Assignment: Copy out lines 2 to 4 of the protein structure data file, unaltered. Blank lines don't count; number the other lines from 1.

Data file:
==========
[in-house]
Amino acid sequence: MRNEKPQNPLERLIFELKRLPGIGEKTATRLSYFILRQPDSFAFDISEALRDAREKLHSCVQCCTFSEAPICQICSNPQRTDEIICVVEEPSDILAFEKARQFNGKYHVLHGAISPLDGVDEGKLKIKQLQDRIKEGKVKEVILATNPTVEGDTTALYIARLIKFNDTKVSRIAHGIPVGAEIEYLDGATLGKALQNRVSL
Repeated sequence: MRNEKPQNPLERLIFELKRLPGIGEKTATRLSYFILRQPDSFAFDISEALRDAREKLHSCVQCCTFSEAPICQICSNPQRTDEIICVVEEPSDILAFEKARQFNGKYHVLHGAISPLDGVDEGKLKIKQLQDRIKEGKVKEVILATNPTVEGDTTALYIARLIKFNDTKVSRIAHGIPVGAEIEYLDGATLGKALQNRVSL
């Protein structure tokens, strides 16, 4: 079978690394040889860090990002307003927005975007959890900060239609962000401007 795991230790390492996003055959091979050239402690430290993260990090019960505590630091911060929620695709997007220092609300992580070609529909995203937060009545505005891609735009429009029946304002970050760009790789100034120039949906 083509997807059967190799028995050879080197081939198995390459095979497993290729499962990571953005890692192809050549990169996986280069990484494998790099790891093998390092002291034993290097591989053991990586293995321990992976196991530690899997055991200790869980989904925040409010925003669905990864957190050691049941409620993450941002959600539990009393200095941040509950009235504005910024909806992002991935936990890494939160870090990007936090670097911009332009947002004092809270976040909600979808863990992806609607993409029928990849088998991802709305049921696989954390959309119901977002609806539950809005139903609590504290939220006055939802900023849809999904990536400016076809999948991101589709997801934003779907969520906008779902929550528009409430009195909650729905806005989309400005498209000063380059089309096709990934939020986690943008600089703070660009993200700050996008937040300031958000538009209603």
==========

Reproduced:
Amino acid sequence: MRNEKPQNPLERLIFELKRLPGIGEKTATRLSYFILRQPDSFAFDISEALRDAREKLHSCVQCCTFSEAPICQICSNPQRTDEIICVVEEPSDILAFEKARQFNGKYHVLHGAISPLDGVDEGKLKIKQLQDRIKEGKVKEVILATNPTVEGDTTALYIARLIKFNDTKVSRIAHGIPVGAEIEYLDGATLGKALQNRVSL
Repeated sequence: MRNEKPQNPLERLIFELKRLPGIGEKTATRLSYFILRQPDSFAFDISEALRDAREKLHSCVQCCTFSEAPICQICSNPQRTDEIICVVEEPSDILAFEKARQFNGKYHVLHGAISPLDGVDEGKLKIKQLQDRIKEGKVKEVILATNPTVEGDTTALYIARLIKFNDTKVSRIAHGIPVGAEIEYLDGATLGKALQNRVSL
């Protein structure tokens, strides 16, 4: 079978690394040889860090990002307003927005975007959890900060239609962000401007 795991230790390492996003055959091979050239402690430290993260990090019960505590630091911060929620695709997007220092609300992580070609529909995203937060009545505005891609735009429009029946304002970050760009790789100034120039949906 083509997807059967190799028995050879080197081939198995390459095979497993290729499962990571953005890692192809050549990169996986280069990484494998790099790891093998390092002291034993290097591989053991990586293995321990992976196991530690899997055991200790869980989904925040409010925003669905990864957190050691049941409620993450941002959600539990009393200095941040509950009235504005910024909806992002991935936990890494939160870090990007936090670097911009332009947002004092809270976040909600979808863990992806609607993409029928990849088998991802709305049921696989954390959309119901977002609806539950809005139903609590504290939220006055939802900023849809999904990536400016076809999948991101589709997801934003779907969520906008779902929550528009409430009195909650729905806005989309400005498209000063380059089309096709990934939020986690943008600089703070660009993200700050996008937040300031958000538009209603």